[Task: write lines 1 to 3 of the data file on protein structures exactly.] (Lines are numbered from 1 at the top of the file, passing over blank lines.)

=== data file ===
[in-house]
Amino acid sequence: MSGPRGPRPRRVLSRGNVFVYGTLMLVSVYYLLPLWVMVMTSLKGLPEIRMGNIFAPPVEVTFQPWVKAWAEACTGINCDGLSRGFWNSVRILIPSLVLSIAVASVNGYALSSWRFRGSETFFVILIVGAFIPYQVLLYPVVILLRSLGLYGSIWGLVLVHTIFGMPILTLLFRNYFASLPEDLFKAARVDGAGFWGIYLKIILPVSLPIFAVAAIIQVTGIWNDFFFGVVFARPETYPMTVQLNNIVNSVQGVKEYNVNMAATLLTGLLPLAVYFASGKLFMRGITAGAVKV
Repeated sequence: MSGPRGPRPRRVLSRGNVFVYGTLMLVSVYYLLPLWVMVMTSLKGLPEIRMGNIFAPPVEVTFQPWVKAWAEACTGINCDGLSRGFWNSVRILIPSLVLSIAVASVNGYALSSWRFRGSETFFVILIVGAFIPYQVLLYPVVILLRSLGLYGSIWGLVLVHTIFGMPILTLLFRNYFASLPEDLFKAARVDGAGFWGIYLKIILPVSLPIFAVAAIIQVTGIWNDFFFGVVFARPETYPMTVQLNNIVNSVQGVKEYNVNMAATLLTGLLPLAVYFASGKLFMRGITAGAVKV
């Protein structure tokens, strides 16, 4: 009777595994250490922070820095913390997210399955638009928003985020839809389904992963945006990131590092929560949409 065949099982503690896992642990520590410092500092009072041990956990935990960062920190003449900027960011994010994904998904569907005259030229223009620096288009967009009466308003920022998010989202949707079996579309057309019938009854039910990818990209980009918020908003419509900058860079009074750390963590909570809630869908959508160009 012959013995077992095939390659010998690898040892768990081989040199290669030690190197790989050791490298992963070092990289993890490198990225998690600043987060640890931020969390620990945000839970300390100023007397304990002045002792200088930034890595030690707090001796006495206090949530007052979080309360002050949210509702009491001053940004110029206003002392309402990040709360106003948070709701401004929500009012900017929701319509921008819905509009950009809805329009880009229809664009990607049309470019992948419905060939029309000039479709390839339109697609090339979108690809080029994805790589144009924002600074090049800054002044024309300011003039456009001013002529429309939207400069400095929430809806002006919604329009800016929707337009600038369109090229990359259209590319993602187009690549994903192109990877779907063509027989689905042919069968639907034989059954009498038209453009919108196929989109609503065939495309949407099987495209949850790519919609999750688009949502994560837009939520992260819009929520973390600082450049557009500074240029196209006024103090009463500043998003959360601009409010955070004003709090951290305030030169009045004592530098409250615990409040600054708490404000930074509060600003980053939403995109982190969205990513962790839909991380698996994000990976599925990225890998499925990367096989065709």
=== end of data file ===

[in-house]
Amino acid sequence: MSGPRGPRPRRVLSRGNVFVYGTLMLVSVYYLLPLWVMVMTSLKGLPEIRMGNIFAPPVEVTFQPWVKAWAEACTGINCDGLSRGFWNSVRILIPSLVLSIAVASVNGYALSSWRFRGSETFFVILIVGAFIPYQVLLYPVVILLRSLGLYGSIWGLVLVHTIFGMPILTLLFRNYFASLPEDLFKAARVDGAGFWGIYLKIILPVSLPIFAVAAIIQVTGIWNDFFFGVVFARPETYPMTVQLNNIVNSVQGVKEYNVNMAATLLTGLLPLAVYFASGKLFMRGITAGAVKV
Repeated sequence: MSGPRGPRPRRVLSRGNVFVYGTLMLVSVYYLLPLWVMVMTSLKGLPEIRMGNIFAPPVEVTFQPWVKAWAEACTGINCDGLSRGFWNSVRILIPSLVLSIAVASVNGYALSSWRFRGSETFFVILIVGAFIPYQVLLYPVVILLRSLGLYGSIWGLVLVHTIFGMPILTLLFRNYFASLPEDLFKAARVDGAGFWGIYLKIILPVSLPIFAVAAIIQVTGIWNDFFFGVVFARPETYPMTVQLNNIVNSVQGVKEYNVNMAATLLTGLLPLAVYFASGKLFMRGITAGAVKV